Arlington offered a cash-payment option for bikeshare. Nobody used it.

by April Corbin, PeopleForBikes equity writer

Capital_Bikeshare_station_at_South_Quincy_Street;_Shirlington,_Arlington,_VA;_2014-05-17 by By Emw via Wikimedia Commons

Maybe there are bigger barriers to bike share than not having a credit card.

That’s the conclusion Bike Arlington Program Director Henry Dunbar has come to after seeing the results of the one-year cash-payment pilot program his organization launched in January 2015 for Capital Bikeshare members. The program allowed residents of Arlington County to pay for their bike share memberships with cash at one of five Commuter Stores, physical locations where passes to other forms of public transit are sold.

The pickup after 12 months: Zero users.

Dunbar acknowledges the lack of turnout could be related to many logistical issues. Having only five physical locations, none of which were open 24-7, was likely a factor. (In contrast, the cash-payment option debuted by Indego bike share in Philadelphia last year offers dozens of locations across the city and has seen a steady stream of users.) The program also wasn’t directly marketed to low-income residents, though street teams designed to promote a variety of transportation options overall did have information on the cash-payment option and included it during their outreach efforts.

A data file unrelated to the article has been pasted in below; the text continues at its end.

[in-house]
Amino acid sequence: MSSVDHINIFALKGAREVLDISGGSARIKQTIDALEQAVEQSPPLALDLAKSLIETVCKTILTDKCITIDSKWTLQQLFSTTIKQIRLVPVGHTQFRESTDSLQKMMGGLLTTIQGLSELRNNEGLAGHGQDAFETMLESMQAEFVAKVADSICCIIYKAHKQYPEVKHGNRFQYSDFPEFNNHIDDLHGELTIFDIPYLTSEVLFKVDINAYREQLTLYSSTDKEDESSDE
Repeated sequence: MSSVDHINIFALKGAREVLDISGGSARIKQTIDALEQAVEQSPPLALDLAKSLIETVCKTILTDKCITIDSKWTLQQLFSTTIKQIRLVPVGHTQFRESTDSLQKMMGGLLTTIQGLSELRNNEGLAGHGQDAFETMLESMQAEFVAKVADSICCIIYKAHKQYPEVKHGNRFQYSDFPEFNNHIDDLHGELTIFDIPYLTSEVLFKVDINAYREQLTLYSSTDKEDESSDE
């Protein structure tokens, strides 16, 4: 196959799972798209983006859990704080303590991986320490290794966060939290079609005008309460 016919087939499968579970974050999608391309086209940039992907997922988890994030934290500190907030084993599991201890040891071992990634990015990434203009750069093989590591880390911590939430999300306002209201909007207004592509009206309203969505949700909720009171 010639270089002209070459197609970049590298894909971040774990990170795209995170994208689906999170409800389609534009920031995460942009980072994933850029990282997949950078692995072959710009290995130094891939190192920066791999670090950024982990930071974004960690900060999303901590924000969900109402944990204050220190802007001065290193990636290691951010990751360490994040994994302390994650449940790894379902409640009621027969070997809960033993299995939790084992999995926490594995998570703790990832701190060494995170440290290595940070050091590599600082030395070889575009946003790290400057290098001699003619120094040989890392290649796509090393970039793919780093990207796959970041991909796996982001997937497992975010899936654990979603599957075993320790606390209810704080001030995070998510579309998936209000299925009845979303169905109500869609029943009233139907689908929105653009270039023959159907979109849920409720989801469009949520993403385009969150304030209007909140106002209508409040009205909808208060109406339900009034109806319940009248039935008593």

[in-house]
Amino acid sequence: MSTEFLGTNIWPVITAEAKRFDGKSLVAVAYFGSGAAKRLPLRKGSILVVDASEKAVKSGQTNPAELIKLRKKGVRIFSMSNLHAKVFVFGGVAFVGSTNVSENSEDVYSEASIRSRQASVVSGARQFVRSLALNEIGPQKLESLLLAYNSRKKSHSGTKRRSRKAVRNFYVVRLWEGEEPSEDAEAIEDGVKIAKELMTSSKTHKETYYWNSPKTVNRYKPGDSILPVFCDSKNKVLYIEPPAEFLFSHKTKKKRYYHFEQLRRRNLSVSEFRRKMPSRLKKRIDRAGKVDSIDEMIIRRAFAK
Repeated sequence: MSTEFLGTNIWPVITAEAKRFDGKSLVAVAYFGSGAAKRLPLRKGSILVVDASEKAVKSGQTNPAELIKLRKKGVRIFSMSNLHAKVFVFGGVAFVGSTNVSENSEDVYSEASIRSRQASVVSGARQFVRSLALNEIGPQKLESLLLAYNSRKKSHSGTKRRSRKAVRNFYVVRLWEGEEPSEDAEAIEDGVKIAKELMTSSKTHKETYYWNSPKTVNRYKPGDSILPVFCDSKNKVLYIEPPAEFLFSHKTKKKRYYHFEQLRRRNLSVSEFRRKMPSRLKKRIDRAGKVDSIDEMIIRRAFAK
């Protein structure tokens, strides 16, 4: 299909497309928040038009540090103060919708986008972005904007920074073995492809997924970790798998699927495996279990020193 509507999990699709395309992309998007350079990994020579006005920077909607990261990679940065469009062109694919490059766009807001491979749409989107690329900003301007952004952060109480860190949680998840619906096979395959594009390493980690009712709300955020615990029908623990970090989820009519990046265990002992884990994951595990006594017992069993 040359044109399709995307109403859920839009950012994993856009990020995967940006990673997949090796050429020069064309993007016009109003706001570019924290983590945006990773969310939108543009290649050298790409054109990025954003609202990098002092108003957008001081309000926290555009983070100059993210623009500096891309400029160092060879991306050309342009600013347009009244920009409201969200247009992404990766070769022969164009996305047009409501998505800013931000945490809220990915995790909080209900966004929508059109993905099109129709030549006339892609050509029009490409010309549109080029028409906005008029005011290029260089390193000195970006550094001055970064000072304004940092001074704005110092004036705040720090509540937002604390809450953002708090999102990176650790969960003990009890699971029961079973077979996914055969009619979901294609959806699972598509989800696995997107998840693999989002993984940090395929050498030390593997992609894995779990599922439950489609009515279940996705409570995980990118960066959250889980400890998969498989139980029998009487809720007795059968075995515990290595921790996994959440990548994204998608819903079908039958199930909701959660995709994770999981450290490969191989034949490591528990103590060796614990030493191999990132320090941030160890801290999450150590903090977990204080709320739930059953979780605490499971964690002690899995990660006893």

“The bottom line is we don’t really know,” says Dunbar. “But I think we overestimated the demand. Maybe it’s not that big of a deal in Arlington.”

Arlington County residents make up 17 percent of Capital Bikeshare users overall. The county is considered one of the fifth wealthiest in the United States, though 8 percent of residents live below the poverty line.

The Arlington cash-payment system will remain an option because there are zero maintenance costs associated with it. Information on how to use the option will remain on the website and other marketing materials. However, the folks at Bike Arlington and Capital Bikeshare are now mentally shifting their focus to addressing other barriers to bike sharing.

Their new hypothesis is that the cost of membership is turning people away from the system. Organizers are in the process of finalizing partnerships that would allow Capital Bikeshare to offer deep discounts to members of low-income communities. They plan to roll this new program out within the next few weeks.

The Better Bike Share Partnership is a JPB Foundation-funded collaboration between the City of Philadelphia, the Bicycle Coalition of Greater Philadelphia, the National Association of City Transportation Officials (NACTO) and the PeopleForBikes Foundation to build equitable and replicable bike share systems. Follow us on Facebook, Twitter and Instagram or sign up for our weekly newsletter. Story tip? Write